The Little Dog Laughed

17 Feb

The Little Dog Laughed, by Douglas Carter Beane, was first performed in the US in 2006.

It’s a satire on the entertainment business, and hence – by virtue of the economic imperative – on wider society as well. It’s an attack on the inability to accept a world view beyond the hegemonically heterosexual.

I have little time for satires that target only those who are absent.  I feel a real satire, one with teeth, has to take on its audience. One might think that an American play with a showbiz focus might not pass my stringent test. However, when you play to an audience of responsible citizens of a country that has yet to grant marriage equality, you pass with flying colours.

Excluding its thematic concerns, Beane’s play is in the grand tradition of American mainstream comedy. It’s close kin to sitcom. It even has entirely random throwaway one-liners (such as “Talking to you is like sewing a button on cottage cheese”) which evoke the style of some of the most popular Broadway comedies of the 50’s and 60’s.

tldl-11

Photo by Bob Seary

Alice Livingstone’s production is great fun and her cast plays the humour beautifully. Sarah Aubrey as the cynical agent is terrific. Brett Rogers and Charles Upton play the two lovers with real charm. Madeline Beukers creates a lovable, laughable, lost soul.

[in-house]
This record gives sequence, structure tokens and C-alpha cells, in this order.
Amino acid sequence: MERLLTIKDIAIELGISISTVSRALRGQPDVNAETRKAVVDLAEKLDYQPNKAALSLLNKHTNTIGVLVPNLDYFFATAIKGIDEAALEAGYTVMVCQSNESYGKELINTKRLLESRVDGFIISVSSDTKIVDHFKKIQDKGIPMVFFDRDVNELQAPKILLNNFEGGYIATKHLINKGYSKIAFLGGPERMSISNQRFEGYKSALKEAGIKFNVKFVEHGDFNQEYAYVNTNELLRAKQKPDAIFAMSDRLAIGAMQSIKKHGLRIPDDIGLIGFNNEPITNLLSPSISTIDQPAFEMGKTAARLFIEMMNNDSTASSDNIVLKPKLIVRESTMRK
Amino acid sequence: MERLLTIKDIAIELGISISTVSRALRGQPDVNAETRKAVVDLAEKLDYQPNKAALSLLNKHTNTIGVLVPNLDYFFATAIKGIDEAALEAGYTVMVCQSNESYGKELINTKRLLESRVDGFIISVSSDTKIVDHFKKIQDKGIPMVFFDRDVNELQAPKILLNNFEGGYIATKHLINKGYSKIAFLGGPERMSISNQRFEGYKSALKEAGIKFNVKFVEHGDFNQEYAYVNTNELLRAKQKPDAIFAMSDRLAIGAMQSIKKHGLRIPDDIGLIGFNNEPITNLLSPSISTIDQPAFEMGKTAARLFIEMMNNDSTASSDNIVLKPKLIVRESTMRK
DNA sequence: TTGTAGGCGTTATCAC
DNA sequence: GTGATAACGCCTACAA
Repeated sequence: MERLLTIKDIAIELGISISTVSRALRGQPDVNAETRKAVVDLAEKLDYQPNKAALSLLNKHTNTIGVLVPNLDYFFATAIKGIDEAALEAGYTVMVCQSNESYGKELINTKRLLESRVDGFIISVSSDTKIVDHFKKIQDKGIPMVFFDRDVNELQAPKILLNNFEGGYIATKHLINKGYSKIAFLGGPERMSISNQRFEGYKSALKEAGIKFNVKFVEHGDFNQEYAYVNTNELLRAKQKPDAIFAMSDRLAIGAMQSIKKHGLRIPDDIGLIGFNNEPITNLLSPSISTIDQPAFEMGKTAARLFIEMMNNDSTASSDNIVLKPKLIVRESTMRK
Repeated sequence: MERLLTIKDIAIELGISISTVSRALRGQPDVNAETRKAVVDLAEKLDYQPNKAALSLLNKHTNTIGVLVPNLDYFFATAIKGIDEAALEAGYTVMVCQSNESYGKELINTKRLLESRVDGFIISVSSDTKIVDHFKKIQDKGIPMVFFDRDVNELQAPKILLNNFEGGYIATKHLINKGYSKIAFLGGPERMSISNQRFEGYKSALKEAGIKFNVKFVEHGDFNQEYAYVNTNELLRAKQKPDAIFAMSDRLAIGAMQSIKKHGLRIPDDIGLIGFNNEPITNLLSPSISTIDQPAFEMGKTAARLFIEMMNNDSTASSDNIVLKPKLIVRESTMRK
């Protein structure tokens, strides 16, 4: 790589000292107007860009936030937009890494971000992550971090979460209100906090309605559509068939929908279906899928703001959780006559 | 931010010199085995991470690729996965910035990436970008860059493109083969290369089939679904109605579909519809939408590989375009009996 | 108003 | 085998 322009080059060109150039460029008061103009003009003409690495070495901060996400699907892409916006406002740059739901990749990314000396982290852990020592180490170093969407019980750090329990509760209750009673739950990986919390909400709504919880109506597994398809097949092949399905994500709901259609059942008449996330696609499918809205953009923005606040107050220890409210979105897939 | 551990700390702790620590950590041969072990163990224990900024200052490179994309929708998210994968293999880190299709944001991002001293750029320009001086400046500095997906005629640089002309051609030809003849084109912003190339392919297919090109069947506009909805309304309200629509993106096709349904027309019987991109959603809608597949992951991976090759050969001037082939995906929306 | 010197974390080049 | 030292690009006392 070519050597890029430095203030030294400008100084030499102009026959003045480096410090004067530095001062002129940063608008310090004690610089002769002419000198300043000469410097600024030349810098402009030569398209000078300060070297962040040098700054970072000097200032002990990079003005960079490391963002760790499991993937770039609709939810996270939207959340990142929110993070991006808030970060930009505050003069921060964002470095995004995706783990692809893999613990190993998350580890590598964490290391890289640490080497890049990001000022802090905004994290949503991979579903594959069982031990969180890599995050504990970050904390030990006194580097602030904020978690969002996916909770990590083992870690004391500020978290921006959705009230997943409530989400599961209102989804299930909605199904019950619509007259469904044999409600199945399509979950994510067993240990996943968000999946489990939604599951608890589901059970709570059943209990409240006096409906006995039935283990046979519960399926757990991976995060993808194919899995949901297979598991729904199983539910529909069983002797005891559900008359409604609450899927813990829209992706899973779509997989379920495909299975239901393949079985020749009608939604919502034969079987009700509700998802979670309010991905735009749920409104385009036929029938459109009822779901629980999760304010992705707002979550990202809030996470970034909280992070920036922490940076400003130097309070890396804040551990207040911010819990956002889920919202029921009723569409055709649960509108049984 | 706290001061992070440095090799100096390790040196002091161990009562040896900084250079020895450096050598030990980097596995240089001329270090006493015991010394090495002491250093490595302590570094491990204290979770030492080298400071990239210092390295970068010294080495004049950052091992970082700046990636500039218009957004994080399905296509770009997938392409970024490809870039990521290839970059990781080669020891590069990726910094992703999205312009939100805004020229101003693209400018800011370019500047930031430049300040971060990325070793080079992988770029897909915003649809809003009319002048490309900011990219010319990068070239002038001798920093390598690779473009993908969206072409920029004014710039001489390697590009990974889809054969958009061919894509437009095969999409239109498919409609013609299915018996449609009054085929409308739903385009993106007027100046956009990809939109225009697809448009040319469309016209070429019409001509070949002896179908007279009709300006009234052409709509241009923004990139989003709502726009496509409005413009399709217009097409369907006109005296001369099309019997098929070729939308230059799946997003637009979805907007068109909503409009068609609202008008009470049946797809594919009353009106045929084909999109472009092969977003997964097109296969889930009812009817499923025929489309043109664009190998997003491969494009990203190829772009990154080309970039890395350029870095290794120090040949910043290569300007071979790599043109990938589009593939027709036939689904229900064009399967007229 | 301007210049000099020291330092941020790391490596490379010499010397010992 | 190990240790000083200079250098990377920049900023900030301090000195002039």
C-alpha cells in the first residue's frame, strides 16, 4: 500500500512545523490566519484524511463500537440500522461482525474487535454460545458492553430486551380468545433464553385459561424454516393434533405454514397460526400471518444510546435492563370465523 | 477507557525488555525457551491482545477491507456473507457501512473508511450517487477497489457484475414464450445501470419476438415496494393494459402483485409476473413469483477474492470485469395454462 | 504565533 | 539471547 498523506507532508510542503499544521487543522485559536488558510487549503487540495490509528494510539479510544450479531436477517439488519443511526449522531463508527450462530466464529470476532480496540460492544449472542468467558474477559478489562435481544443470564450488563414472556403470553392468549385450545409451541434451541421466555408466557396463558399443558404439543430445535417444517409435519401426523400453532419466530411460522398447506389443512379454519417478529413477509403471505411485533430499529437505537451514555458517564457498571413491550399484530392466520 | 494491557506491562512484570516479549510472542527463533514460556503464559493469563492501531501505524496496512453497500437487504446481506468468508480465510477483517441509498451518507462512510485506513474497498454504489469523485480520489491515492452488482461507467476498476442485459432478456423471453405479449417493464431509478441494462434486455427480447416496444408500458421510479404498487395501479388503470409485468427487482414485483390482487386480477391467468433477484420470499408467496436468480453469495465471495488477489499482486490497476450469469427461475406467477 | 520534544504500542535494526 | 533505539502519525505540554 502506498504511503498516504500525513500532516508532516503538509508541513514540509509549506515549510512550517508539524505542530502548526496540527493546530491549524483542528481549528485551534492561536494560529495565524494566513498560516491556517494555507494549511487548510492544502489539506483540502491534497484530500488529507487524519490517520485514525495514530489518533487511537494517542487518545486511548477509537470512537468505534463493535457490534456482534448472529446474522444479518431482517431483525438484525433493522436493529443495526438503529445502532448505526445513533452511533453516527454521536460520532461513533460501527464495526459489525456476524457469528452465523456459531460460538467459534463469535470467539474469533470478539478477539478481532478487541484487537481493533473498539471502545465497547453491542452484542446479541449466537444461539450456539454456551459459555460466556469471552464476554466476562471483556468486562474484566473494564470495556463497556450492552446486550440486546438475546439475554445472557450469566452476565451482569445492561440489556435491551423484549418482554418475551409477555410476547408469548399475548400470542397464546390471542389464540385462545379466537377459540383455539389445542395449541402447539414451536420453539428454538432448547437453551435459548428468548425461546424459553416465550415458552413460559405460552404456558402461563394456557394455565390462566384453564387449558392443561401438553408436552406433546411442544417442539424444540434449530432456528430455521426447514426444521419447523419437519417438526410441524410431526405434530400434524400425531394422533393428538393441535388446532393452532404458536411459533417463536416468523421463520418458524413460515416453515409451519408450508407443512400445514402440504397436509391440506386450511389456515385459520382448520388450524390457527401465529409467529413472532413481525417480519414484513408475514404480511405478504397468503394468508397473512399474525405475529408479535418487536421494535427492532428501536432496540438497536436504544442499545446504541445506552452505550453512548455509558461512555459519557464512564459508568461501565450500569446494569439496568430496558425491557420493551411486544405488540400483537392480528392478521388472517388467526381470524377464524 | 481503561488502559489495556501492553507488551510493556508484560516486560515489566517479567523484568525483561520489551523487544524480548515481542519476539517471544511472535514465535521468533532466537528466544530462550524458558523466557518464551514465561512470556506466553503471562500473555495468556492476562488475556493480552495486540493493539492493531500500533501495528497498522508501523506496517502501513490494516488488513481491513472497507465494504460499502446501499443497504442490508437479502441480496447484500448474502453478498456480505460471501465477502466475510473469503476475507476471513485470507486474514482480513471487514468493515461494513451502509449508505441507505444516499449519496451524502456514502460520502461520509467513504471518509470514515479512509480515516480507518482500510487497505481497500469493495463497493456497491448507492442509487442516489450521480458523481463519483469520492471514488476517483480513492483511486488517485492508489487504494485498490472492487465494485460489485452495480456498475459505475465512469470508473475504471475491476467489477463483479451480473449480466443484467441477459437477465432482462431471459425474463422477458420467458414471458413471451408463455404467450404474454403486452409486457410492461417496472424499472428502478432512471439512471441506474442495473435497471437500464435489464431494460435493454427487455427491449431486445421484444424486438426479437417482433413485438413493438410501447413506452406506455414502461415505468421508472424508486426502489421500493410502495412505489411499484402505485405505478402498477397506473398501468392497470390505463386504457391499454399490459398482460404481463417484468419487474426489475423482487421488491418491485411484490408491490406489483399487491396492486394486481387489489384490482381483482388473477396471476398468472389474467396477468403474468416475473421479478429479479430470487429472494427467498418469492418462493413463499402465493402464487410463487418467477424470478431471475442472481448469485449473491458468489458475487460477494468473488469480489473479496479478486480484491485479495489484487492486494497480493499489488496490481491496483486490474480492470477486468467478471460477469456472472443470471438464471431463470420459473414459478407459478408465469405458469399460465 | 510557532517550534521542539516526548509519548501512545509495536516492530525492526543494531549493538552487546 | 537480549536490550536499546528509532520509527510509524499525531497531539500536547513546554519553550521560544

This is a play that values giggles over depth, but it’s not a thought-free zone. Mitchell (Rogers) is uncertain about his sexuality, uncertain whether he wishes to own what he feels. “Homosexual is an adjective,” he tells himself.

Coming Out is one of the great tension points in our society. And I don’t mean simply that it’s a difficult thing to do. Coming Out implies integrity. The problem is, that in a post-modern world, we’re sometimes uncertain whether integrity is a virtue after all. Perhaps it’s just an oversimplification, an attempt to label the ineffable. Diane (Aubrey) gives an almost convincing argument about the meaninglessness of integrity. “You want my word? That’s like asking a whore for her cherry!”

Perhaps the way to grow through both the beauty and challenge of identity politics is this:

Label yourself as you wish, label others as they wish, and remember that all labels are like buttons sewn on cottage cheese.

Paul Gilchrist

 

The Little Dog Laughed by Douglas Carter Beane

New Theatre til March 4

Info and tix here.

 

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